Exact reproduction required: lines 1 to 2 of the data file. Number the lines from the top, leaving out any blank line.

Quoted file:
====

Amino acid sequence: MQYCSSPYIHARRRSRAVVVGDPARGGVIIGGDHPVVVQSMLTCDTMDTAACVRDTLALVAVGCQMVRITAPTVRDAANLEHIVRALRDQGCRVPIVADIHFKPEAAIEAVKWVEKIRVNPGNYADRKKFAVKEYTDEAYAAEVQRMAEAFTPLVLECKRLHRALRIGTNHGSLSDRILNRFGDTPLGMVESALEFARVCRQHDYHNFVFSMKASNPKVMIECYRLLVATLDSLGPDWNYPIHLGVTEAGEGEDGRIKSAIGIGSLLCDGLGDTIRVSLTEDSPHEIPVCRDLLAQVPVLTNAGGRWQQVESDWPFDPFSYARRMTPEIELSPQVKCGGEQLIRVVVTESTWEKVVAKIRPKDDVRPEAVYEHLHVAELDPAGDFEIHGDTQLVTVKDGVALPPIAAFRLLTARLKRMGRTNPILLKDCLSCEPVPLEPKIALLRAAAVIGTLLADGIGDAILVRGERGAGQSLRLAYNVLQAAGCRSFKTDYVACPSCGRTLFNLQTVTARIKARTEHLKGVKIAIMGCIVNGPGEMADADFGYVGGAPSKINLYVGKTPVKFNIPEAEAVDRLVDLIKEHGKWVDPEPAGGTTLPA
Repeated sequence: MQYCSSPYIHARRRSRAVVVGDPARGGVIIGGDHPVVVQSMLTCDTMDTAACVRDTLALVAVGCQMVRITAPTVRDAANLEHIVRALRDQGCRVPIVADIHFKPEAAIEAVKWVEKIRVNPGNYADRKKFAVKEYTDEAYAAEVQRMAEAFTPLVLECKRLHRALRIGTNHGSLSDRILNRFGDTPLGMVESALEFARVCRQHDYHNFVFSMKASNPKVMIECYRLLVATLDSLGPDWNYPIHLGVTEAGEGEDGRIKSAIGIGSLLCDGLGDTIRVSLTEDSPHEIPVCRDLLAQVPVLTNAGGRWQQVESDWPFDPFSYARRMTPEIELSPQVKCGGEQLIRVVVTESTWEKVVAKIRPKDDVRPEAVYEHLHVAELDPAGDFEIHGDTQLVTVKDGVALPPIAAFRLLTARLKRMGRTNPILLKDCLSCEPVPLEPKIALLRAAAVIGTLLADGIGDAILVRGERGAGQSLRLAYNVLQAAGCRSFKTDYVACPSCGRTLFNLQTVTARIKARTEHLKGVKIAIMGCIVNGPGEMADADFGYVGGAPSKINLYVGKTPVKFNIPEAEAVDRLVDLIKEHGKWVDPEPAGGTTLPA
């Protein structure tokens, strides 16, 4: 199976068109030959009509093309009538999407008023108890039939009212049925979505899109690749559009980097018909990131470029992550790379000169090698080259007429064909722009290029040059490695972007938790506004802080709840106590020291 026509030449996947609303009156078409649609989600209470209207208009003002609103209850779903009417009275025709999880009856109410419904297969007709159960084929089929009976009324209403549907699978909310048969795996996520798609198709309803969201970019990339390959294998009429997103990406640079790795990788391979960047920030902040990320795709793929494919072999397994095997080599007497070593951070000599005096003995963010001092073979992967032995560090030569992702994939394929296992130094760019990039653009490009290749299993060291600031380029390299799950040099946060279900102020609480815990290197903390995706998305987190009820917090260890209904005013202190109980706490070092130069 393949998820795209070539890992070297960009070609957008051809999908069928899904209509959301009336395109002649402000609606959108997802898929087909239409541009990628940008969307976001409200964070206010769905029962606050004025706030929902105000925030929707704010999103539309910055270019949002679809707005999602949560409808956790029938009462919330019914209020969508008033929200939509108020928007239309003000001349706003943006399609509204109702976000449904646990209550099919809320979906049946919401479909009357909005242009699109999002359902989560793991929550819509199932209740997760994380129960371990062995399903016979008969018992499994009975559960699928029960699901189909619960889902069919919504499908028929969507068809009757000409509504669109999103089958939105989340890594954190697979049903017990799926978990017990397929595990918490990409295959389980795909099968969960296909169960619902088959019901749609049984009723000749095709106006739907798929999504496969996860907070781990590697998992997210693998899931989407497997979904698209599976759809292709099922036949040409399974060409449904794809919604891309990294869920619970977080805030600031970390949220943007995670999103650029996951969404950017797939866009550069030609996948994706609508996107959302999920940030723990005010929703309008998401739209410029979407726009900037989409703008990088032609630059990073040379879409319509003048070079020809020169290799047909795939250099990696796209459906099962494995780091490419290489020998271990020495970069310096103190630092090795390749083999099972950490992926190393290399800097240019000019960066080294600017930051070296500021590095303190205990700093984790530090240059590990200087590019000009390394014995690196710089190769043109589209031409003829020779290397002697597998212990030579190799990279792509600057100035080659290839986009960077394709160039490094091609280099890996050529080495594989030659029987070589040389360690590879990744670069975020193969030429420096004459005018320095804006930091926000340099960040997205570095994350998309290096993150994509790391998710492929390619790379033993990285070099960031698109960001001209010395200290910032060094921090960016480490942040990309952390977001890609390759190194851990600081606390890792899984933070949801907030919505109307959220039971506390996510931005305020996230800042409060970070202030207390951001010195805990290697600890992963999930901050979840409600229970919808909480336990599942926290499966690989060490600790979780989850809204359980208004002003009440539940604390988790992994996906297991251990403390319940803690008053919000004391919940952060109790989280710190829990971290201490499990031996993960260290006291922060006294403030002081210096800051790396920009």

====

Amino acid sequence: MQYCSSPYIHARRRSRAVVVGDPARGGVIIGGDHPVVVQSMLTCDTMDTAACVRDTLALVAVGCQMVRITAPTVRDAANLEHIVRALRDQGCRVPIVADIHFKPEAAIEAVKWVEKIRVNPGNYADRKKFAVKEYTDEAYAAEVQRMAEAFTPLVLECKRLHRALRIGTNHGSLSDRILNRFGDTPLGMVESALEFARVCRQHDYHNFVFSMKASNPKVMIECYRLLVATLDSLGPDWNYPIHLGVTEAGEGEDGRIKSAIGIGSLLCDGLGDTIRVSLTEDSPHEIPVCRDLLAQVPVLTNAGGRWQQVESDWPFDPFSYARRMTPEIELSPQVKCGGEQLIRVVVTESTWEKVVAKIRPKDDVRPEAVYEHLHVAELDPAGDFEIHGDTQLVTVKDGVALPPIAAFRLLTARLKRMGRTNPILLKDCLSCEPVPLEPKIALLRAAAVIGTLLADGIGDAILVRGERGAGQSLRLAYNVLQAAGCRSFKTDYVACPSCGRTLFNLQTVTARIKARTEHLKGVKIAIMGCIVNGPGEMADADFGYVGGAPSKINLYVGKTPVKFNIPEAEAVDRLVDLIKEHGKWVDPEPAGGTTLPA
Repeated sequence: MQYCSSPYIHARRRSRAVVVGDPARGGVIIGGDHPVVVQSMLTCDTMDTAACVRDTLALVAVGCQMVRITAPTVRDAANLEHIVRALRDQGCRVPIVADIHFKPEAAIEAVKWVEKIRVNPGNYADRKKFAVKEYTDEAYAAEVQRMAEAFTPLVLECKRLHRALRIGTNHGSLSDRILNRFGDTPLGMVESALEFARVCRQHDYHNFVFSMKASNPKVMIECYRLLVATLDSLGPDWNYPIHLGVTEAGEGEDGRIKSAIGIGSLLCDGLGDTIRVSLTEDSPHEIPVCRDLLAQVPVLTNAGGRWQQVESDWPFDPFSYARRMTPEIELSPQVKCGGEQLIRVVVTESTWEKVVAKIRPKDDVRPEAVYEHLHVAELDPAGDFEIHGDTQLVTVKDGVALPPIAAFRLLTARLKRMGRTNPILLKDCLSCEPVPLEPKIALLRAAAVIGTLLADGIGDAILVRGERGAGQSLRLAYNVLQAAGCRSFKTDYVACPSCGRTLFNLQTVTARIKARTEHLKGVKIAIMGCIVNGPGEMADADFGYVGGAPSKINLYVGKTPVKFNIPEAEAVDRLVDLIKEHGKWVDPEPAGGTTLPA